Our Startup programs are designed to help business owners who are ready to take their business to market. We do this through peer-to-peer engagements, one-on-one business coaching, and entrepreneurial training and resources with industry-expert mentors.
What makes our mentors so qualified? They’ve been there. They’ve lived through the challenges, thrived in success and learned from their experiences.
We recently caught up with one of our mentors, Sheldon Gardiner, to find out more about what makes him uniquely qualified.
REFLECTING ON INSPIRATION
Early on in my career, working in places like Saskatoon, Calgary, Kelowna and Sarnia, I had a variety of startups in gas, tech, real estate development and private equity. Money was always the metric I used to define success. Earnings, revenue, growth and number of customers were all anyone would talk about. But, as you get older, you reflect on your companies and realize that employee happiness, culture and building a purpose-driven company are just as important.
I was really inspired by social entrepreneurs who were making the world a better place but also turning a profit. Their companies were built to drive a mission and to make an impact. That’s what I wanted to dedicate myself to. That’s what made me want to start Okanagan Changemakers and Do Some Good. You’re a happier person when you get to work for a company that has a mission you can relate to. In a way, it’s purely selfish—you want to be happy about where you work.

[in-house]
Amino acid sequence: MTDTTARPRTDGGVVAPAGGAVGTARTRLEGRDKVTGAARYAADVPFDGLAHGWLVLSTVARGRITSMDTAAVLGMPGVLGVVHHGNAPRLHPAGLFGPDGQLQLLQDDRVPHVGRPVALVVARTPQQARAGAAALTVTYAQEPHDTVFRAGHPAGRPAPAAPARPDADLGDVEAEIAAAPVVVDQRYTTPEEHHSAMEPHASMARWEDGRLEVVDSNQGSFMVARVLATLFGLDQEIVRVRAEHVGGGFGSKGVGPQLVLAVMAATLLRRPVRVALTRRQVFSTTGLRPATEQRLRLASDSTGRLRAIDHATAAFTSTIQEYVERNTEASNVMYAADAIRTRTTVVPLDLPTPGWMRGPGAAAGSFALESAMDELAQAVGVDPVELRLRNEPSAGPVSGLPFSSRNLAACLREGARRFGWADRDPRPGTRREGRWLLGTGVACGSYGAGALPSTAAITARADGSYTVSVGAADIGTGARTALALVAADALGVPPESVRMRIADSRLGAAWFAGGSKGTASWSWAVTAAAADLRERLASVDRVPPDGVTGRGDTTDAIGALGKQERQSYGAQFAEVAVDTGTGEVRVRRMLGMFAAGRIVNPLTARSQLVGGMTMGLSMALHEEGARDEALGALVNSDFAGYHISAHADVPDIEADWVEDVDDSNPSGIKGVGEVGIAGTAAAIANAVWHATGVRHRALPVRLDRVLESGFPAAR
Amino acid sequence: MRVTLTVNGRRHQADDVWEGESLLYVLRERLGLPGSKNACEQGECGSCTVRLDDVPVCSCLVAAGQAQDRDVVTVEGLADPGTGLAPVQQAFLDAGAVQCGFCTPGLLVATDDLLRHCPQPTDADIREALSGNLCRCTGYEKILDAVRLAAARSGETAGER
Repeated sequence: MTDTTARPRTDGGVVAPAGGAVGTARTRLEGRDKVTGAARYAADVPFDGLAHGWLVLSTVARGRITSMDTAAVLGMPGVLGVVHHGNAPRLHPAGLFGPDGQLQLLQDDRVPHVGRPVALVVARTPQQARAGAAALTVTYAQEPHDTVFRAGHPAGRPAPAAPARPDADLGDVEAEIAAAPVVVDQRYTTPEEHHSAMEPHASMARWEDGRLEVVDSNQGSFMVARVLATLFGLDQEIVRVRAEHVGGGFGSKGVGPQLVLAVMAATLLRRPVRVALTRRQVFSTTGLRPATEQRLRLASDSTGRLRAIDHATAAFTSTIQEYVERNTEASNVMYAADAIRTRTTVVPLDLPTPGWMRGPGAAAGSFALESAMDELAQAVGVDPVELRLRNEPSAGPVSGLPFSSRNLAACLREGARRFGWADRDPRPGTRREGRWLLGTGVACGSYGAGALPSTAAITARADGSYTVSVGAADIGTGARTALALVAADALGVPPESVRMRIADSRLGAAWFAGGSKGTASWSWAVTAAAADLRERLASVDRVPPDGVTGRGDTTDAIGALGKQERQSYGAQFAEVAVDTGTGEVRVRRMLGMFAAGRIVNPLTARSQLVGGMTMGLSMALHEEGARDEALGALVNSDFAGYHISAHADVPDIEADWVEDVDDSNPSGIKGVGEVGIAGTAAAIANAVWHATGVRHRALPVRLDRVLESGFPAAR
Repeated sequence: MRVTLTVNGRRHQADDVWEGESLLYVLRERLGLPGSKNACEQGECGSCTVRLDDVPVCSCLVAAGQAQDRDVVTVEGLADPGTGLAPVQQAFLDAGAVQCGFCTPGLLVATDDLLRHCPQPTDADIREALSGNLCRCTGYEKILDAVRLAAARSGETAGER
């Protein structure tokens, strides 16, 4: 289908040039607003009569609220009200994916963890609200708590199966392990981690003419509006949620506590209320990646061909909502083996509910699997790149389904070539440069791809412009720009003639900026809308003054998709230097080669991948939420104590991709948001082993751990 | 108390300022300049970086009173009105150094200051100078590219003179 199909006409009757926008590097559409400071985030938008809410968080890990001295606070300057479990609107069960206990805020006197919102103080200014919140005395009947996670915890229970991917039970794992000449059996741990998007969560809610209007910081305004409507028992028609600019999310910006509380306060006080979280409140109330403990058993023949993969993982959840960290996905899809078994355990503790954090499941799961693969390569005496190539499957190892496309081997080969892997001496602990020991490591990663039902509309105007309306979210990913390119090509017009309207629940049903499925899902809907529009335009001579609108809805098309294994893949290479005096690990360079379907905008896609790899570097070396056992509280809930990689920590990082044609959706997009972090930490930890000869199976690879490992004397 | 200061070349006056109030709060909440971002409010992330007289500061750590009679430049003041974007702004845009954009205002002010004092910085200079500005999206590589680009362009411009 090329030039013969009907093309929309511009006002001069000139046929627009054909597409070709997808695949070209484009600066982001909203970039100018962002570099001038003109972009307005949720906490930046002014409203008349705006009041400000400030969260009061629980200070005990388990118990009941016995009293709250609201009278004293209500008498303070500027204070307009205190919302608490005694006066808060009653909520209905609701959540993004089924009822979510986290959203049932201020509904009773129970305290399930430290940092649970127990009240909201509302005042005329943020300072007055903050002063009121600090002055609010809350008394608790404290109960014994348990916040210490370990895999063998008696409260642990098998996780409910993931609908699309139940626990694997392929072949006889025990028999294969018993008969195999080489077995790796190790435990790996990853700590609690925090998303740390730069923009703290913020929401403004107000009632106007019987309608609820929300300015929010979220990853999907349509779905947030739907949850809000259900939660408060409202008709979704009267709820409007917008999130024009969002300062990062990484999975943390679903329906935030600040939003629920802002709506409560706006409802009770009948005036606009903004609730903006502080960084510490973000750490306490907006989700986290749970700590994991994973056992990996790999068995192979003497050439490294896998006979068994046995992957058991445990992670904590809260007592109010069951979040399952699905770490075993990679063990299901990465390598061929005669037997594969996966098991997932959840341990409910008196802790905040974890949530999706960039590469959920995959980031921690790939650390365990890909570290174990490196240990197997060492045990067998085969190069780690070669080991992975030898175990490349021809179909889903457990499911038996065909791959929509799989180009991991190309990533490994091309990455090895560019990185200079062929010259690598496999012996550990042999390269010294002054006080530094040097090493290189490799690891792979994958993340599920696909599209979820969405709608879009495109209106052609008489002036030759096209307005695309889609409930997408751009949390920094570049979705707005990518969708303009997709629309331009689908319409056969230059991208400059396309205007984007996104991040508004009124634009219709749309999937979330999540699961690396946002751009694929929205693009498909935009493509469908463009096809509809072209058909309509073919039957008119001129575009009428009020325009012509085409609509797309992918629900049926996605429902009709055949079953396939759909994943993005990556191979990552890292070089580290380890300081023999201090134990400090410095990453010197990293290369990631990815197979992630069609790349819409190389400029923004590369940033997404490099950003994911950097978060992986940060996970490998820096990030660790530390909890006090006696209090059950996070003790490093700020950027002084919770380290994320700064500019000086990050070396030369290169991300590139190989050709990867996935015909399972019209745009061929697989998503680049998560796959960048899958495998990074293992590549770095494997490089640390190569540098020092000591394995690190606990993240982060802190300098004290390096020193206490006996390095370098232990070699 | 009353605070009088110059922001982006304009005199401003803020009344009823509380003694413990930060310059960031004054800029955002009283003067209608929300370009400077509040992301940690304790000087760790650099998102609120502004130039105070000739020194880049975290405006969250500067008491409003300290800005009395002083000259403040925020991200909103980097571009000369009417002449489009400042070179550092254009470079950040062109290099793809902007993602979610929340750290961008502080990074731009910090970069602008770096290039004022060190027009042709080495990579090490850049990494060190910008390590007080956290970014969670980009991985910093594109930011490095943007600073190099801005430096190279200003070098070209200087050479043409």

PITFALLS OF PURPOSE
Working in traditional startups and for-purpose startups are very similar. By running your for-purpose company no different than you would another business, you can create growth and sustainability. I’ve made the mistake of chasing the mission too much and it affects the company’s operations and profits. You also run the risk of burn out which is a common risk of being a social entrepreneur. They’re so passionate about their mission that they push themselves too hard and forget to take some time away for themselves. That can happen with other entrepreneurs, but it’s most noticeable with social entrepreneurs. Mental health is really important as a founder. If you’re burnt out, your motivation and determination will fall away. It’s difficult to grow a business like that.
You need to surround yourself with people who are believers. You need that support if you’re going to be an entrepreneur. If you have family, friends or spouses that are nay-sayers it can really impact your commitment. But, you need to be realistic with your ideas. As much as we teach about growing a business operationally, we mentor on the emotional side too. It’s really intense growing a business and mental health is just as important as customer discovery, financials, or business models.
COMMITMENT TO LEARNING
Now when I work with startup companies, I provide a lot of expertise in business development, but the best lessons I can give is walking them through my mistakes. I’ve made mistakes in every aspect of business—marketing, finance, HR, all of them. You will no doubt make your own mistakes, but there are shortcuts you can take and leaning on people who have experience, who have been-there-done-that, is invaluable. Learning from other’s mistakes can help your startup move along a more efficient path to success, but mistakes are part of the journey.
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